Heading back to Northbrook Creek and the precipitous descent for that blasted elusive Hawker (Austroaeshna) dragonfly. As we began climbing the road leading to Mount Glorious and the creek, Phil noticed that the fuel gauge was dropping down below 1/4 but remained doggedly fixed on his target. Personally,I’d have spun round to go back 11kms for a top up (we checked on Mr. Google). I must be too cautious; we continued. We were at the bottom of the slope beside the rocky creek by 07:15 but the quarry remained elusive despite waiting for almost two hours. I did amuse myself with a couple of other early flyers, though, including freshly emerged damselfly. We repeated the precipitous ascent back to the car. Happily it was too early for a repeat peanut butter and jelly/jam sandwich.
A ride back down Mont Glorious on the same road would’ve been pretty much a free ride fuel-wise but we went another way towards Nebo. That road went up and down a lot and felt considerably longer. We were down on the last bar of the fuel gauge, though no warning light was on, when we finally arrived in civilization and filled up – if you can call a 711 civilization, that is. I tried to get an iced coffee but apparently picked up the wrong cup. I don’t know if the machine was clever enough to read my cup, even after I pressed the iced coffee button but what I got was a mixture of cold and warm which turned out tepid. Yummy, not. At least it was only A$1.00.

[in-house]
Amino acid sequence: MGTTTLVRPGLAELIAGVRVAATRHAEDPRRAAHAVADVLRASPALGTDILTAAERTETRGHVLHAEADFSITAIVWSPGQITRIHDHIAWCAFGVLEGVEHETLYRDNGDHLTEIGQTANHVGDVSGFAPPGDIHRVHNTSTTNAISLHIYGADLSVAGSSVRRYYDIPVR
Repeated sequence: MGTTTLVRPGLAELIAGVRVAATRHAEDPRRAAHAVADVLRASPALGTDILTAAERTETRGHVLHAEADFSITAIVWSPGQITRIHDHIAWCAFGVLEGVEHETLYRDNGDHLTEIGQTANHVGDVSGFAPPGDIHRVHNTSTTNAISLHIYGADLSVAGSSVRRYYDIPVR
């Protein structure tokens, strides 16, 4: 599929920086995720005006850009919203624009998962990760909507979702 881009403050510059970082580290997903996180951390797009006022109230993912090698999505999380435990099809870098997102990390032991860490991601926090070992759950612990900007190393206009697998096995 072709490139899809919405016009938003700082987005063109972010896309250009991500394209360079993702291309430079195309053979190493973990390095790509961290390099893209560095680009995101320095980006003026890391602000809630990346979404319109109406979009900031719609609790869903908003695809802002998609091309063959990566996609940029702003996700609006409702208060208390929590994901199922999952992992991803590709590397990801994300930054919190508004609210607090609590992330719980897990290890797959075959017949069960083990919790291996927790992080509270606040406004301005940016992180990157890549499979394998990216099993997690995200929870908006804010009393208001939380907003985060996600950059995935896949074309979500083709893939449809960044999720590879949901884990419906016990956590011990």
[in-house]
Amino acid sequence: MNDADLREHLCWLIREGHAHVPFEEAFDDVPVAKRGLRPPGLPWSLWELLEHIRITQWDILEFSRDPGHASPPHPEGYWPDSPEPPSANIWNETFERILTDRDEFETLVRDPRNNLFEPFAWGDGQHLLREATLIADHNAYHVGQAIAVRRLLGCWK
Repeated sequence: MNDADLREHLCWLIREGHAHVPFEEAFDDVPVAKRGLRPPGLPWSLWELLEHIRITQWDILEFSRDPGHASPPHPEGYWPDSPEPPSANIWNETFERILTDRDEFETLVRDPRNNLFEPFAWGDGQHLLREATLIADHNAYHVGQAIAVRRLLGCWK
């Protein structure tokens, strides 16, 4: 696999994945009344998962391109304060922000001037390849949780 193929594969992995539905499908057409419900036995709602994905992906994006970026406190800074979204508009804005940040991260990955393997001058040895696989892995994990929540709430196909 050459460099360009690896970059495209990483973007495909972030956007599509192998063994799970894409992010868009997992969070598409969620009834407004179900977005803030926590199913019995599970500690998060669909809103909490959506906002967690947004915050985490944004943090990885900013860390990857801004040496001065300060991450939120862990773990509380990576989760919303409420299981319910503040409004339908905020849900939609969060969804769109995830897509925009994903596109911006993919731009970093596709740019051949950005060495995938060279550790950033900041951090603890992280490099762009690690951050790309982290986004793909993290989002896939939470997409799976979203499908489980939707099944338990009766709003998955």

Roy and I had already visited Mount Coot-tha Botanic Gardens at the beginning of our trip but Phil hadn’t been there so was keen to look. So was I, it was a great place to while away a couple of hours. The coffee in the botanic gardens is excellent and my first order of business was to correct my 711 mistake. I couldn’t believe that I’d been two weeks without a coffee of any description, decent or otherwise. What a relief. Lunch, grilled barramundi with salad and roasties was pretty good, too.
Keeping up with the extensive habitat visits of the tour, we left the botanic gardens and headed for a late afternoon visit to Yugarapul Park, which is reputedly home to the much sought after though seen by few Coastal Petaltail (Pelatura litorea) dragonfly. The boys donned their wellies and started forging a way through the bush surrounding the edge. Sans wellies, I decided to look around the edge for an easier path in. There was none. I’m at a loss to know why Yugarapul is called a park when there is effectively no access for anyone without a machete; it’s all very vegetated bush. That’s fair enough to preserve valuable and rare habitat but I’d call it Yugarapul Reserve, personally. I did eventually get encouraged in after my companions had blazed a trail but found little of interest.
What I had found of great interest as I was waiting for my wellie boot clad colleagues to reappear was a Kookaburra nest. The kookaburra is really a very large kingfisher and Phil, who is also very into birds, said that kingfishers don’t really build nests. So, though this construction may look like a mud daubed nest, it is probably a termite mound that has been modified and used by the kookaburras. Driving around 3,000 kilometres of the Queensland countryside, we’ve seen very many encrustations like this built on tree trunks, though none others with a kookaburra-sized hole in them. Actually, there are two holes opposing each other, as can be seen in the photo not obscured by the kookaburra itself. Being a large bird, I suspect that it would not be possible for a kookaburra to turn around once inside the cavity so it needs another exit.